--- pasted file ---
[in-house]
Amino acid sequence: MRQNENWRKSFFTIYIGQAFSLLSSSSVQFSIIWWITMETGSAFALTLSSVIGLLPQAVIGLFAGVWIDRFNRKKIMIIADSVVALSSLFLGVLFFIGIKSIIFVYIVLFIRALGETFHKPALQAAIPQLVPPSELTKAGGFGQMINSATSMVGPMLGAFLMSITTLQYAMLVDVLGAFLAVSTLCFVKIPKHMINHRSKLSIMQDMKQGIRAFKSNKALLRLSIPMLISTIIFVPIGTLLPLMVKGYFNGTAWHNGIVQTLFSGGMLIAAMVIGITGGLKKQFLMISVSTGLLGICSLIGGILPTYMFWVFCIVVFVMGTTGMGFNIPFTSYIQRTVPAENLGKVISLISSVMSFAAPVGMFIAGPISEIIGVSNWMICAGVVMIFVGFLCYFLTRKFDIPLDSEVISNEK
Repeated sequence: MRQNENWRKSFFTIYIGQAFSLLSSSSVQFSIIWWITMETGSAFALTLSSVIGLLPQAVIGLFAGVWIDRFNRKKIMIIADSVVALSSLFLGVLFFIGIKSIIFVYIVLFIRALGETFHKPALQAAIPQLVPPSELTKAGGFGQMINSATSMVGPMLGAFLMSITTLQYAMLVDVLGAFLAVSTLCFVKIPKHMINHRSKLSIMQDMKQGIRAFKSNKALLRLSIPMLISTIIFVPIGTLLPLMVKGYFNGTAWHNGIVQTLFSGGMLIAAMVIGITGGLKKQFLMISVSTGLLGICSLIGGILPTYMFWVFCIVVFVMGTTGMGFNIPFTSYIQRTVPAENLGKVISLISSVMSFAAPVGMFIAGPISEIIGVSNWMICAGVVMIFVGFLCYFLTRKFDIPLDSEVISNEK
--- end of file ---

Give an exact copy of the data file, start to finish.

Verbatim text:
[in-house]
Amino acid sequence: MRQNENWRKSFFTIYIGQAFSLLSSSSVQFSIIWWITMETGSAFALTLSSVIGLLPQAVIGLFAGVWIDRFNRKKIMIIADSVVALSSLFLGVLFFIGIKSIIFVYIVLFIRALGETFHKPALQAAIPQLVPPSELTKAGGFGQMINSATSMVGPMLGAFLMSITTLQYAMLVDVLGAFLAVSTLCFVKIPKHMINHRSKLSIMQDMKQGIRAFKSNKALLRLSIPMLISTIIFVPIGTLLPLMVKGYFNGTAWHNGIVQTLFSGGMLIAAMVIGITGGLKKQFLMISVSTGLLGICSLIGGILPTYMFWVFCIVVFVMGTTGMGFNIPFTSYIQRTVPAENLGKVISLISSVMSFAAPVGMFIAGPISEIIGVSNWMICAGVVMIFVGFLCYFLTRKFDIPLDSEVISNEK
Repeated sequence: MRQNENWRKSFFTIYIGQAFSLLSSSSVQFSIIWWITMETGSAFALTLSSVIGLLPQAVIGLFAGVWIDRFNRKKIMIIADSVVALSSLFLGVLFFIGIKSIIFVYIVLFIRALGETFHKPALQAAIPQLVPPSELTKAGGFGQMINSATSMVGPMLGAFLMSITTLQYAMLVDVLGAFLAVSTLCFVKIPKHMINHRSKLSIMQDMKQGIRAFKSNKALLRLSIPMLISTIIFVPIGTLLPLMVKGYFNGTAWHNGIVQTLFSGGMLIAAMVIGITGGLKKQFLMISVSTGLLGICSLIGGILPTYMFWVFCIVVFVMGTTGMGFNIPFTSYIQRTVPAENLGKVISLISSVMSFAAPVGMFIAGPISEIIGVSNWMICAGVVMIFVGFLCYFLTRKFDIPLDSEVISNEK